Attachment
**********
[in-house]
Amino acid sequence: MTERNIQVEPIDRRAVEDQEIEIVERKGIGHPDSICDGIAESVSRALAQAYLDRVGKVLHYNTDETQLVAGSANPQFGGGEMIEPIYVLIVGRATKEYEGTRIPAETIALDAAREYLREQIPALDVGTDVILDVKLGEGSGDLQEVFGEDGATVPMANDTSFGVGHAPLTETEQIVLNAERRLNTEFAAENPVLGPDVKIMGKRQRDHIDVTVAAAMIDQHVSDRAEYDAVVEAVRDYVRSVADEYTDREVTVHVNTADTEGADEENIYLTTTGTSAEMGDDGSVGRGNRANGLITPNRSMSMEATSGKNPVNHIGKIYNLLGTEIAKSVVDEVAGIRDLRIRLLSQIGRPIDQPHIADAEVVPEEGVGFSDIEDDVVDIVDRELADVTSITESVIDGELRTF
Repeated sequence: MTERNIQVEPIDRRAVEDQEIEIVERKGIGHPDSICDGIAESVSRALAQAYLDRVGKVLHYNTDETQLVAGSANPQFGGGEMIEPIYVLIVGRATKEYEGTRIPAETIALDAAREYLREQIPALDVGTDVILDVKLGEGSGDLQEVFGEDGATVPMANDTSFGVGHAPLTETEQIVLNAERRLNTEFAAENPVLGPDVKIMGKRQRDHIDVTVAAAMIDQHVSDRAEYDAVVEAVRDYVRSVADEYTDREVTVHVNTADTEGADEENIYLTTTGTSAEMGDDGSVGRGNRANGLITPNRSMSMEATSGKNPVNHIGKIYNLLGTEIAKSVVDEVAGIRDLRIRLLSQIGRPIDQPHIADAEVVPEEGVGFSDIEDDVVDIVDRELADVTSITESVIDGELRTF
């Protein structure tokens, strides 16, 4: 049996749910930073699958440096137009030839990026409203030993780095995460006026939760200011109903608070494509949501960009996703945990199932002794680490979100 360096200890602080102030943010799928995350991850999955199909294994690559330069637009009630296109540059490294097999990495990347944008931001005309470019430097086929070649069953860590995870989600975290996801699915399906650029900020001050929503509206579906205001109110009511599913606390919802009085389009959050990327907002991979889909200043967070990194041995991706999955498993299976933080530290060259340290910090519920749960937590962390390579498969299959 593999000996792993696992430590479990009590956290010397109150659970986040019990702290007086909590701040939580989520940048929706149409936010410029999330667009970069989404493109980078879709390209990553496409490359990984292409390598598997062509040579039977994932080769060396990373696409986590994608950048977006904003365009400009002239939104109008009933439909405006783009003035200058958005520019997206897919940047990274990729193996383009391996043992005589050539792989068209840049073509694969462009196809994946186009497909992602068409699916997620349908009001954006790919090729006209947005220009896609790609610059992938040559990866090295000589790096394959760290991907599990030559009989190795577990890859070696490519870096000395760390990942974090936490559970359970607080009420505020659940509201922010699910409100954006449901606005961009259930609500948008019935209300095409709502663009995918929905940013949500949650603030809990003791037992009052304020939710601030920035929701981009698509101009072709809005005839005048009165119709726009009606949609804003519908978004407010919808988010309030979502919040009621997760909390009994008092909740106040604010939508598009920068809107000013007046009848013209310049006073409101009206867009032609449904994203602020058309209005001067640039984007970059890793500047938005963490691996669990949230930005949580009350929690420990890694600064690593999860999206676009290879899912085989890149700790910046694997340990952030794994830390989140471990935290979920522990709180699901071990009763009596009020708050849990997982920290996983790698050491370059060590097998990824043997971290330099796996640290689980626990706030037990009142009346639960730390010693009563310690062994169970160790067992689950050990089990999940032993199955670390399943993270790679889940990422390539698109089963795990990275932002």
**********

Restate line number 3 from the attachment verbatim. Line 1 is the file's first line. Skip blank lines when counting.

Repeated sequence: MTERNIQVEPIDRRAVEDQEIEIVERKGIGHPDSICDGIAESVSRALAQAYLDRVGKVLHYNTDETQLVAGSANPQFGGGEMIEPIYVLIVGRATKEYEGTRIPAETIALDAAREYLREQIPALDVGTDVILDVKLGEGSGDLQEVFGEDGATVPMANDTSFGVGHAPLTETEQIVLNAERRLNTEFAAENPVLGPDVKIMGKRQRDHIDVTVAAAMIDQHVSDRAEYDAVVEAVRDYVRSVADEYTDREVTVHVNTADTEGADEENIYLTTTGTSAEMGDDGSVGRGNRANGLITPNRSMSMEATSGKNPVNHIGKIYNLLGTEIAKSVVDEVAGIRDLRIRLLSQIGRPIDQPHIADAEVVPEEGVGFSDIEDDVVDIVDRELADVTSITESVIDGELRTF